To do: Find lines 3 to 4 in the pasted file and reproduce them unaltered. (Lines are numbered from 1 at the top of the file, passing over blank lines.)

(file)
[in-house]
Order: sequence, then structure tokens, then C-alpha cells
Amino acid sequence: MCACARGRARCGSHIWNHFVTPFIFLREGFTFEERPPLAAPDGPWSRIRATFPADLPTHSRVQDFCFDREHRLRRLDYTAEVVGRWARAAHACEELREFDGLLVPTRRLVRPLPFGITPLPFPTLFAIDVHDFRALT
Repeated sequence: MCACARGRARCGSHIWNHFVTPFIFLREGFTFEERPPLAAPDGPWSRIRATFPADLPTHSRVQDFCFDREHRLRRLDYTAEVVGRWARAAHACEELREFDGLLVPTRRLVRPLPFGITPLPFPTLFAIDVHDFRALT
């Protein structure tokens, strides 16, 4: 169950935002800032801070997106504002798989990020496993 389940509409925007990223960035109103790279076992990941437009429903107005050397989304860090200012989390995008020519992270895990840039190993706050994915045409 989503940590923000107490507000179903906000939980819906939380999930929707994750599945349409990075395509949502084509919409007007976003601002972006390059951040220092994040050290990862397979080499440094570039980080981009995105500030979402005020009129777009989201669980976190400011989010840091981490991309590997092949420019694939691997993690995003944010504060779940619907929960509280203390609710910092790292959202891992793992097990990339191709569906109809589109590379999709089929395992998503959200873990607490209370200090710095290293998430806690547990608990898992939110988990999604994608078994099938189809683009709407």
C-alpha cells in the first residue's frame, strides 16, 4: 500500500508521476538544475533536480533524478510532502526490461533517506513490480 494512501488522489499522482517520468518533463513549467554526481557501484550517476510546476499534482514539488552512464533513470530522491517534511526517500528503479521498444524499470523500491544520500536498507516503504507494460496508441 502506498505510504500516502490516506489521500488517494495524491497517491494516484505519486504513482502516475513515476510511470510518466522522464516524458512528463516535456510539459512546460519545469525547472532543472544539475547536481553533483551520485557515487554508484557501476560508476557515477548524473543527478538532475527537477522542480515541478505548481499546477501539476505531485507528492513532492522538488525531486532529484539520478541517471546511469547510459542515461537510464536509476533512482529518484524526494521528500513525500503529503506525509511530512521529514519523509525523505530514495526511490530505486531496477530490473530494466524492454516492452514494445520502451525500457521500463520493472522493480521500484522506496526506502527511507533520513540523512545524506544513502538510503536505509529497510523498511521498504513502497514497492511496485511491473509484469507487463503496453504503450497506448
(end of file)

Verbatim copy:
Amino acid sequence: MCACARGRARCGSHIWNHFVTPFIFLREGFTFEERPPLAAPDGPWSRIRATFPADLPTHSRVQDFCFDREHRLRRLDYTAEVVGRWARAAHACEELREFDGLLVPTRRLVRPLPFGITPLPFPTLFAIDVHDFRALT
Repeated sequence: MCACARGRARCGSHIWNHFVTPFIFLREGFTFEERPPLAAPDGPWSRIRATFPADLPTHSRVQDFCFDREHRLRRLDYTAEVVGRWARAAHACEELREFDGLLVPTRRLVRPLPFGITPLPFPTLFAIDVHDFRALT